The Oxford bibliography website defines an Exploitation Film as “a type of cinema that is designed to create a fast profit by referring to, or exploiting, contemporary cultural anxieties.… Exploitation films claim to warn viewers about the consequences of these problems, but in most cases, their style, narrative, and inferences exploit the problem as much as critiquing it.”  When this phrase is uttered the mind usually jumps towards the Tarantino-glorified flicks churned through grindhouses of the 60s and 70s.  But,as “Man Down” painfully illustrates, the genre is not dead yet.  It’s mutated into something with a higher polish, better actors, and less enjoyment.

The film opens with a snippet of an action sequence that takes place near the end of the film.  This red flag is a current trend in Hollywood which continues to edit movies for a target audience with rapidly diminishing attention spans.  Lending nothing to the overall narrative except to promise some action if you stick around long enough, the movie then quickly cuts to a flashback, and finally, jumps forward to a point somewhere between those two. All of this occurring in the minutes before the title card!   


Since the narrative jumps around time more than a seizure-prone Gallifreyan, we’ll label the three main periods as Past, Present, and Future.   In the Past, we see a very happily married Gabriel (Shia LaBeouf) and Natalie (Kate Mara).  They have a wonderful 10-year-old son, Jonathan (Charlie Shotwell) and a mutual friend, Devin (Jai Courtney) whom they see as part of the family.  As Film Law states, whenever a family unit is this perfect and happy, tragedy is required to strike.  For reasons that aren’t entirely made clear, Devin suddenly becomes compelled to join the Marines and convinces Gabriel to sign up with him.  Fractured montages of boot camp shows us familiar scenes of their struggle, bonding, and finally success.  Soon they will be shipped off to Afghanistan, but when Devin suddenly appears in one scene wearing a cast, we learn that Gabriel will be going on his own.  

During the Future segment of the movie, grizzled and war-weary versions of Gabriel and Devin wander around a post-apocalyptic Florida.  Day in and out this brotherly duo search the ruins for clues to the whereabouts of Gabriel’s wife and son.  It’s never made clear exactly what happened to the US, although both a biological epidemic and attack from other countries is hinted at.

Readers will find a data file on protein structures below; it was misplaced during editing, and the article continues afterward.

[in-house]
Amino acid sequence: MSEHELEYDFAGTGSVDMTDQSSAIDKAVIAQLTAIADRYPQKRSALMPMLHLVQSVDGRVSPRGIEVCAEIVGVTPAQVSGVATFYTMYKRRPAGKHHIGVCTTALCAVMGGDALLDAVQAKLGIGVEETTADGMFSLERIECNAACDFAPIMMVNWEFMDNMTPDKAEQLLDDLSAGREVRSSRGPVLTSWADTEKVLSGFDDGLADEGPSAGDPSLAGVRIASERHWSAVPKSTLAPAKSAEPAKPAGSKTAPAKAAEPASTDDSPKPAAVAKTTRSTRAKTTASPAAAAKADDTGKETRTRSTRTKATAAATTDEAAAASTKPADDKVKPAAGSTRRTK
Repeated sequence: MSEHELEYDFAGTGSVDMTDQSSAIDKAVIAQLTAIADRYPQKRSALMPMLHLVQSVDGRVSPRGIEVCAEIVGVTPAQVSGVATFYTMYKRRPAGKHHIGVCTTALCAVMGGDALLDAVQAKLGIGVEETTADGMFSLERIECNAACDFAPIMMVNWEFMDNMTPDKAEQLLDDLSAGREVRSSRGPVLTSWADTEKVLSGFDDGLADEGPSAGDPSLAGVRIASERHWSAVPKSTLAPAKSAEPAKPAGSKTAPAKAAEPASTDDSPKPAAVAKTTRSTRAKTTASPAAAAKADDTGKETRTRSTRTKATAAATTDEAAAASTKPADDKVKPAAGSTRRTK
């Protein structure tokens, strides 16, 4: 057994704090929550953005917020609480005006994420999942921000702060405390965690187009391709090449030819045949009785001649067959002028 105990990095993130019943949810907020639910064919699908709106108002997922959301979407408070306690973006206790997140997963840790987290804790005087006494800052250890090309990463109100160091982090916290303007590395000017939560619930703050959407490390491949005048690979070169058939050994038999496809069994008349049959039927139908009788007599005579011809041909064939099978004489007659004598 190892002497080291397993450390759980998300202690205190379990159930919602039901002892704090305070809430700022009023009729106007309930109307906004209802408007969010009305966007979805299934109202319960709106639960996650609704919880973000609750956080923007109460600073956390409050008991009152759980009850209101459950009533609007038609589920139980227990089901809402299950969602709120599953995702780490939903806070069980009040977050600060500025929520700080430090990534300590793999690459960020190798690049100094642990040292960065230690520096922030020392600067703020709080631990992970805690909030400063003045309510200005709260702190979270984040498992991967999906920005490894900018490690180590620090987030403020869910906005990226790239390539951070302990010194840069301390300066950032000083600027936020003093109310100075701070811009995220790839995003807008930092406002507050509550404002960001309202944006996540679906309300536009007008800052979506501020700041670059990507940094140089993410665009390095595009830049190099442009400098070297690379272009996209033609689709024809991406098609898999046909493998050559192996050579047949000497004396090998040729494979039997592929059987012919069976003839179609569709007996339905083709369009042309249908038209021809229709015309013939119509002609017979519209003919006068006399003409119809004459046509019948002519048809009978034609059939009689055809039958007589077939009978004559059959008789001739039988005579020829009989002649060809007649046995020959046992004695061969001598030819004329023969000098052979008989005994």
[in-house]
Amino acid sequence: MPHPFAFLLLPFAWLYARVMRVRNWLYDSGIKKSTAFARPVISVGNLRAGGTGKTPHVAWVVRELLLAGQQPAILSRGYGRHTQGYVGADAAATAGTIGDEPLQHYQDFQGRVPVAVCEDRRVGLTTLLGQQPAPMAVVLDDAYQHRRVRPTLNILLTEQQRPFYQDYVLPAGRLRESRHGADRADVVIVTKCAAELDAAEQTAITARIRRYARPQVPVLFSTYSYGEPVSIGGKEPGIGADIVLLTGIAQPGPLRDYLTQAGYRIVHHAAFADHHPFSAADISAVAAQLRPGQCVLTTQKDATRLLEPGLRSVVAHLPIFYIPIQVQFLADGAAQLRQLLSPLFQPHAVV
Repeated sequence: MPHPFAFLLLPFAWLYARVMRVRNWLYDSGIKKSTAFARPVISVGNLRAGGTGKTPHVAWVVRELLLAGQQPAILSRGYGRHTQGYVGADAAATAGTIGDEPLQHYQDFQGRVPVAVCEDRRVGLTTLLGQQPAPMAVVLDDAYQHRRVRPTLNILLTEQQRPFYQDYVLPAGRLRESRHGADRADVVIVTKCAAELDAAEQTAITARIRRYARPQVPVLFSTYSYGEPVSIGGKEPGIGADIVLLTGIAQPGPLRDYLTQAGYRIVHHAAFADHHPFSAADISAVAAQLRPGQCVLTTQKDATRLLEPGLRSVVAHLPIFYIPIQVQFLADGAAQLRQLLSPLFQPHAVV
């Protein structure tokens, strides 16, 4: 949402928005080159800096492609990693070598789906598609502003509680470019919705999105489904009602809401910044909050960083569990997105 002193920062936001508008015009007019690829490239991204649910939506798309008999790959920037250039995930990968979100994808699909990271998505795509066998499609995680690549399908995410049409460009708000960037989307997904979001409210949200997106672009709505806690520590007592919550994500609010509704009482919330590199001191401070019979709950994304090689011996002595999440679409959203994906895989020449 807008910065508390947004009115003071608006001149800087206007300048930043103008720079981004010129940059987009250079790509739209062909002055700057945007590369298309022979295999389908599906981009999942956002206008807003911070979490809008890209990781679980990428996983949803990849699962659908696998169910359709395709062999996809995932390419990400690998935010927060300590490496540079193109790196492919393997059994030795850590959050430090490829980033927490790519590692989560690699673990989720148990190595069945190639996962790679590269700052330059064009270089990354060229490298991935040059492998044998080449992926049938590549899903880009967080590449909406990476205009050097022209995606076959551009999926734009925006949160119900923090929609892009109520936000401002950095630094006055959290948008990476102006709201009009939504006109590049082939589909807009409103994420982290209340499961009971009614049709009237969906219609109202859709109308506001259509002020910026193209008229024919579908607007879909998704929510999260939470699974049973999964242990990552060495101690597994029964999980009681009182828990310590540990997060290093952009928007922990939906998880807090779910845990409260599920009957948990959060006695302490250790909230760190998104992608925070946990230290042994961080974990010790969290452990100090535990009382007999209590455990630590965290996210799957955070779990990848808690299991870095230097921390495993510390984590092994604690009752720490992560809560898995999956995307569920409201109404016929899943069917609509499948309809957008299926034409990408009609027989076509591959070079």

By comparison, the Present segments of the movie are far more contained.  Attempting to pull off the “Two-Guys-In-A-Room” screenwriting challenge, all of these scenes take place in the mobile office of Military Counselor Peyton (Gary Oldman) as he tries to assess Gabriel’s mental stability after “The Incident.”  These scenes struggle under their own weight despite great performances by both actors.  Peyton doesn’t seem qualified to lead the examination he is having with Gabriel and the writer’s drive to keep certain revelations hidden until the very end leads to some awkward dialogue.  The most entertaining (and honest!) moment comes early on with some rare Mexican Coke Product Placement.  “Ahh… That Cane Sugar!  The Mexican’s know what they’re doing!” sighs a satisfied LaBeouf as he places the buxom bottle at just the right place on the table so it stays conspicuously framed in the far left corner of the next dozen shots.


Where is this “exploitation” mentioned in the first paragraph?  That doesn’t come until the very end of the movie when all is revealed.  The events that unfold are supposed to be met with surprise, but suffer from being hinted at for far too long, and are so extreme it’s farcical. A frantically rising musical crescendo in what has been up to that point a mellow score seeks to drive home this revelation, but instead only increases the degree of eye rolling.  Just before the credits roll, as the last bursts of phlegm and tears hit the floor, we are shown statistics regarding Veteran PTSD and suicide rates in the US.  

Yes, there are serious problems with our VA health care system.  Yes, Veterans battling PTSD is a major issue that is not getting the attention and support it requires.  But making a movie that purports to enlighten by crafting a ludicrous series of events with cheap “twists” and hocking it as a post-apocalyptic thriller is a disservice.

Man Down